By: California Deaf-Blind Services
An individual with dual sensory impairments can become tense, frightened, or angry due to confusion, medical conditions, and unexpected change. Various strategies have been developed which can help an individual learn to relax his body. When relaxed, he is better able to position his body, to use his senses, and generally feel better.
It is important to teach ways of relaxing on a regular basis, just as you would any other motor skill. You should not wait until the individual is rigid or in a tantrum to work on relaxing. Some of the following techniques may be helpful:
- The individual can relax his body through deep breathing. (For infants and small children, this can be done by holding the child in your lap with his face against your chest. For older individuals, you sit face to face.) Breathe deeply in and out of your mouth, exhaling so the individual can feel the force of the air. Do this as slowly as possible. It may also help to have the child feel your chest as you breathe, to feel how the lungs expand. (An older individual can feel your pulse to achieve the same results.) After the demonstration, have the individual imitate the breathing and feel his own chest to match your breathing.
- The individual can also relax his body by working on each body part separately until the whole body relaxes. You can start with arms and legs by gently shaking the limb until it relaxes. When the lower arm relaxes, move to the upper arm, then to the shoulder, etc. Be very careful to avoid injury of the joints. For individuals with physical impairments, consult the physician or therapist providing services before trying these suggestions to make sure you are moving the limbs properly.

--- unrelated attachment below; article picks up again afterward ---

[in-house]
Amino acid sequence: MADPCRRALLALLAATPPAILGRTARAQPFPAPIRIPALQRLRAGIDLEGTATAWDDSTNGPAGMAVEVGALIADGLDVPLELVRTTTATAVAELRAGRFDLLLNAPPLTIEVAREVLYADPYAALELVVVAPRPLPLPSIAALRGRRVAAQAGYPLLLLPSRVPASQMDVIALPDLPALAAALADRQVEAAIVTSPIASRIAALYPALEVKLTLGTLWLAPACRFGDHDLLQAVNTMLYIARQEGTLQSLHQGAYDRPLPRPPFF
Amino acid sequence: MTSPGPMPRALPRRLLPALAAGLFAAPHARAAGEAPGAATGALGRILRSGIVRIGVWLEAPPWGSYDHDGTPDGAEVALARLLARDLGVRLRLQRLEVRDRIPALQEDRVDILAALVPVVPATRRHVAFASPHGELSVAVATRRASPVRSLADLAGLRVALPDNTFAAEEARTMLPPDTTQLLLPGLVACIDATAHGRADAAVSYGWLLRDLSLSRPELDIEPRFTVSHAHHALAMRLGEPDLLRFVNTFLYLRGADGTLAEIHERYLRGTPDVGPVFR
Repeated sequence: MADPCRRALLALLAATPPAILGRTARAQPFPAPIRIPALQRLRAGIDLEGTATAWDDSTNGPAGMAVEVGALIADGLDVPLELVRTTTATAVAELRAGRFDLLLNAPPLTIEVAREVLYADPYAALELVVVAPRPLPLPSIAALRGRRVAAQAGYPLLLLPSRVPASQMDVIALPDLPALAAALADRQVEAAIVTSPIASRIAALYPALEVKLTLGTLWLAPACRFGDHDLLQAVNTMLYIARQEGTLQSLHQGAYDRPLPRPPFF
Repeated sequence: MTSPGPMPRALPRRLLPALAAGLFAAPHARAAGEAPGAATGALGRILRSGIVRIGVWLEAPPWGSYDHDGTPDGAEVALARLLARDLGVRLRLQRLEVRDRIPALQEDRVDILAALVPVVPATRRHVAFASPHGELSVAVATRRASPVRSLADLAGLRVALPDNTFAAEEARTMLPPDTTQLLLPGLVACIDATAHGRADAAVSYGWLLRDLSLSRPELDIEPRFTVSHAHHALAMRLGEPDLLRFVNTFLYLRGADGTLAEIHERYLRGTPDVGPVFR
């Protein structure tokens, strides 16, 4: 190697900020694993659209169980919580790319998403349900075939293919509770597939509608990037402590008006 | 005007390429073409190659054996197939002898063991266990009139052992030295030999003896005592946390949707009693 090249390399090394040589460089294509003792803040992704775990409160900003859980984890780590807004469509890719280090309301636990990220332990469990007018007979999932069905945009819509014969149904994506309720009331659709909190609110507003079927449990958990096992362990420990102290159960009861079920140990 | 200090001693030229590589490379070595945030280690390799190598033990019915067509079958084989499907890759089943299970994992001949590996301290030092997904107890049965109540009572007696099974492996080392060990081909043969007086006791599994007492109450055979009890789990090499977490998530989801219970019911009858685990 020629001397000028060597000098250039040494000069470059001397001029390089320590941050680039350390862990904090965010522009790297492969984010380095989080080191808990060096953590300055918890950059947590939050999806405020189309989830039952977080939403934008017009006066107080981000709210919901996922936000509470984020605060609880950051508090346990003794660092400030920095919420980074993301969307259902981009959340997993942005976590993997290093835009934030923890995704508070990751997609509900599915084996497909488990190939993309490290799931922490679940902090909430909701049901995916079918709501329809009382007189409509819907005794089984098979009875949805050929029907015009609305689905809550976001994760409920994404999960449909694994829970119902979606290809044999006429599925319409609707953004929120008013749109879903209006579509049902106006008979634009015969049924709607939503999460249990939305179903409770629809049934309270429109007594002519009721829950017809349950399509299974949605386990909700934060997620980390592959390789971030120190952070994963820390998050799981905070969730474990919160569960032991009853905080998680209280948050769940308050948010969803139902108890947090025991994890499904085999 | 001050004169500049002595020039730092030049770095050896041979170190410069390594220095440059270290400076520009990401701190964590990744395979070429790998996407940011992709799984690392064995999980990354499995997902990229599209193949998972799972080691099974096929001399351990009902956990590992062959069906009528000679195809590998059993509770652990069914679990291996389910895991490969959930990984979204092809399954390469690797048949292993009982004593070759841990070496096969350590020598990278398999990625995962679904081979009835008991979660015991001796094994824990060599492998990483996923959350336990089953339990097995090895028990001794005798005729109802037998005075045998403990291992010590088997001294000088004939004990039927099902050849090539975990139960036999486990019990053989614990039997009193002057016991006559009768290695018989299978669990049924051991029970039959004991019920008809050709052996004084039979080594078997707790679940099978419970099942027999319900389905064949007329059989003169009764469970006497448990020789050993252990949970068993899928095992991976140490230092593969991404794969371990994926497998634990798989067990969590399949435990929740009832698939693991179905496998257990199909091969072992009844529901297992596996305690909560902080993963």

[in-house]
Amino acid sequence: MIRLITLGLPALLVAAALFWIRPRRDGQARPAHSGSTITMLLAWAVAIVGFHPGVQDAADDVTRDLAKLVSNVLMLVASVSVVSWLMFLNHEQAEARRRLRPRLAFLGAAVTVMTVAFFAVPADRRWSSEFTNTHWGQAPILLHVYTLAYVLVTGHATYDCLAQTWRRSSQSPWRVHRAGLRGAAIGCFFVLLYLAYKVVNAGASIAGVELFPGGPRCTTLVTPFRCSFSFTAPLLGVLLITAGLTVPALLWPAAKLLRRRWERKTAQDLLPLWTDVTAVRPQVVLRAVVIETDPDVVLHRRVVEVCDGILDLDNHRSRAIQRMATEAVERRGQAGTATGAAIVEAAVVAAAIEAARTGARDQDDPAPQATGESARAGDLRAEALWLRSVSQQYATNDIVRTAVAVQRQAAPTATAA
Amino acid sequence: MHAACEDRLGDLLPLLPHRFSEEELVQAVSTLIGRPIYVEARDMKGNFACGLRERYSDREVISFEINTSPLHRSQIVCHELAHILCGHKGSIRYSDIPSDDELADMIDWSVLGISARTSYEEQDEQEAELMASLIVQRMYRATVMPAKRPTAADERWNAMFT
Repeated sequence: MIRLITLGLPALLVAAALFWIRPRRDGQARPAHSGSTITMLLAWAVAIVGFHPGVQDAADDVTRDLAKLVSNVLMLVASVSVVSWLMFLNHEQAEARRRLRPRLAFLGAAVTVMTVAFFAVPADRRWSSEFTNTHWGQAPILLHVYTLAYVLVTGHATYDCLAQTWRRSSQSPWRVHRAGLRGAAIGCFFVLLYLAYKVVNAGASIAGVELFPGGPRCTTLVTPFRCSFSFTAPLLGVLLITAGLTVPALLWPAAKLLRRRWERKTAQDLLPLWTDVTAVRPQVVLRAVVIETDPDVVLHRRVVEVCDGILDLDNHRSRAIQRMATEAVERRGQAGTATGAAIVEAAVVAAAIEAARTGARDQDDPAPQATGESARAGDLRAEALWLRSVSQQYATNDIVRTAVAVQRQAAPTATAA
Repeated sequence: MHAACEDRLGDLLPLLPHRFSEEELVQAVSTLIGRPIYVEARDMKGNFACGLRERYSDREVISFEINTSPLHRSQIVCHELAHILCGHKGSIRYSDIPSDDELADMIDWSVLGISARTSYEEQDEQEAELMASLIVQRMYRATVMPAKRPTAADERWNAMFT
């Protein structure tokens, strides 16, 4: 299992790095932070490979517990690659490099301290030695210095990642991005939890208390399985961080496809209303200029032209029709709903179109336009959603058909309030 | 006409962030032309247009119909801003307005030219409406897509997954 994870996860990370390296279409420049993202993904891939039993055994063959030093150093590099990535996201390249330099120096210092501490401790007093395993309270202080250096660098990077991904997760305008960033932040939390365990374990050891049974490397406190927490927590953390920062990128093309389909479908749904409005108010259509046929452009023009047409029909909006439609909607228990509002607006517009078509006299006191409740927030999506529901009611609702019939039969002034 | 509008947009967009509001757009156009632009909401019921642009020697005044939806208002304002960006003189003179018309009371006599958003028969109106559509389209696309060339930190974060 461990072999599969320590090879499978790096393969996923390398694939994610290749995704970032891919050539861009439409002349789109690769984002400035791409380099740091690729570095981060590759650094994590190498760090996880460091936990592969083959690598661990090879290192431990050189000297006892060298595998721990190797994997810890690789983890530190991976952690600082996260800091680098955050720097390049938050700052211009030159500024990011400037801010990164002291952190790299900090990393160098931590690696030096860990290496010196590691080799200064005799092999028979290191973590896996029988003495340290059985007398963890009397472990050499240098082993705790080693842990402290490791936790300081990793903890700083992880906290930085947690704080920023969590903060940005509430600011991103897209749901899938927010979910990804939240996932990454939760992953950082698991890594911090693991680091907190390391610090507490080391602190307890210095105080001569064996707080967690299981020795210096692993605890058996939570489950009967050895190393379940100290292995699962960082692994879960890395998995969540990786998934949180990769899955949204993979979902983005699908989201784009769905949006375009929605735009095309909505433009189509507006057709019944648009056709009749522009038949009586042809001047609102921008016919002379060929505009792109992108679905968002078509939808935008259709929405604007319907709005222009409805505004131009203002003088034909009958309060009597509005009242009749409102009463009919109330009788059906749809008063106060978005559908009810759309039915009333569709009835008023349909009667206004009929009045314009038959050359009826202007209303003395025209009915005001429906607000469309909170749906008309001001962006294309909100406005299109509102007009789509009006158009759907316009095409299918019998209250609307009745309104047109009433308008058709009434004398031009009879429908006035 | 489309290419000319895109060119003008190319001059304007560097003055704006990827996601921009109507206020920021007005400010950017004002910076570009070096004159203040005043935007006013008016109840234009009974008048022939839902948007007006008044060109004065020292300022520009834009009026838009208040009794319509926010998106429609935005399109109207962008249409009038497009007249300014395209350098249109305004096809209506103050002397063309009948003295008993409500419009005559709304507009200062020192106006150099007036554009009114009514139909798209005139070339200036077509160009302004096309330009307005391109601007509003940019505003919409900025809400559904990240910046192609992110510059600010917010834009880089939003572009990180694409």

- The individual can also relax through massage. Deep, firm touch, moving from the head down the spine will help individuals with sleep difficulties. Individuals who become overstimulated easily may benefit from massage throughout the day to help them calm down and relax.
Note: A tickling type of touch will cause the child to become very excited and may cause inappropriate reflex movements in individuals with physical impairments.
Once the individual becomes familiar with these strategies, you will then be able to demonstrate them for the purpose of imitation during these times of stress. The individual will know what to do and can adjust his body to match your breathing, muscle tone, or body posture.
Adapted from Sternberg-White, S., Chen, D., Watts, J., (1992). Developing Social-Emotional Skills. Logan, UT: INSITE, Utah State University.